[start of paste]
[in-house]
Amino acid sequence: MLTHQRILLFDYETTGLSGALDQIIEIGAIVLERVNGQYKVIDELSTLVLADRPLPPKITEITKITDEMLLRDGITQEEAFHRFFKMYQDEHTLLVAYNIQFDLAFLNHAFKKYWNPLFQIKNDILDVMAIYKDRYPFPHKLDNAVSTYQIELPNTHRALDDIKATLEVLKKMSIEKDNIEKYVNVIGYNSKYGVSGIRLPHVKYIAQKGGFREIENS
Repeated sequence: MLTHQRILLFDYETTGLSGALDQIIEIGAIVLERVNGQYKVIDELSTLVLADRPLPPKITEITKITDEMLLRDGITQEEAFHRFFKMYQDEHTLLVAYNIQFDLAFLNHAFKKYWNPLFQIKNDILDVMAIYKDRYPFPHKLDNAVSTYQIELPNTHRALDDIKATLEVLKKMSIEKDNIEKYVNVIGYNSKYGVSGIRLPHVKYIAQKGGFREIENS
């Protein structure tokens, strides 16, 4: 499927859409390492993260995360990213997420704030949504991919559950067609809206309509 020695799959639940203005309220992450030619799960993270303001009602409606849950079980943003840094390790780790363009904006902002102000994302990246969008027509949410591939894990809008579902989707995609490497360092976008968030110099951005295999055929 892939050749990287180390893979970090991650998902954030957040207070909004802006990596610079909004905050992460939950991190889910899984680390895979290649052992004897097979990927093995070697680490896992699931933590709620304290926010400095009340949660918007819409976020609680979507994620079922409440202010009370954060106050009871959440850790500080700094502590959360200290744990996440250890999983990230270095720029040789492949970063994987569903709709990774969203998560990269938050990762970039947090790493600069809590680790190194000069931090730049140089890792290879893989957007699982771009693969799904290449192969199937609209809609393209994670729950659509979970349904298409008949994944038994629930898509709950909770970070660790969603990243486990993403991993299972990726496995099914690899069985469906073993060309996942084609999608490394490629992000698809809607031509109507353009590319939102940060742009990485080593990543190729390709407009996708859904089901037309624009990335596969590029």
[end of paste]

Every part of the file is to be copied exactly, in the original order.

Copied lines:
[in-house]
Amino acid sequence: MLTHQRILLFDYETTGLSGALDQIIEIGAIVLERVNGQYKVIDELSTLVLADRPLPPKITEITKITDEMLLRDGITQEEAFHRFFKMYQDEHTLLVAYNIQFDLAFLNHAFKKYWNPLFQIKNDILDVMAIYKDRYPFPHKLDNAVSTYQIELPNTHRALDDIKATLEVLKKMSIEKDNIEKYVNVIGYNSKYGVSGIRLPHVKYIAQKGGFREIENS
Repeated sequence: MLTHQRILLFDYETTGLSGALDQIIEIGAIVLERVNGQYKVIDELSTLVLADRPLPPKITEITKITDEMLLRDGITQEEAFHRFFKMYQDEHTLLVAYNIQFDLAFLNHAFKKYWNPLFQIKNDILDVMAIYKDRYPFPHKLDNAVSTYQIELPNTHRALDDIKATLEVLKKMSIEKDNIEKYVNVIGYNSKYGVSGIRLPHVKYIAQKGGFREIENS
């Protein structure tokens, strides 16, 4: 499927859409390492993260995360990213997420704030949504991919559950067609809206309509 020695799959639940203005309220992450030619799960993270303001009602409606849950079980943003840094390790780790363009904006902002102000994302990246969008027509949410591939894990809008579902989707995609490497360092976008968030110099951005295999055929 892939050749990287180390893979970090991650998902954030957040207070909004802006990596610079909004905050992460939950991190889910899984680390895979290649052992004897097979990927093995070697680490896992699931933590709620304290926010400095009340949660918007819409976020609680979507994620079922409440202010009370954060106050009871959440850790500080700094502590959360200290744990996440250890999983990230270095720029040789492949970063994987569903709709990774969203998560990269938050990762970039947090790493600069809590680790190194000069931090730049140089890792290879893989957007699982771009693969799904290449192969199937609209809609393209994670729950659509979970349904298409008949994944038994629930898509709950909770970070660790969603990243486990993403991993299972990726496995099914690899069985469906073993060309996942084609999608490394490629992000698809809607031509109507353009590319939102940060742009990485080593990543190729390709407009996708859904089901037309624009990335596969590029």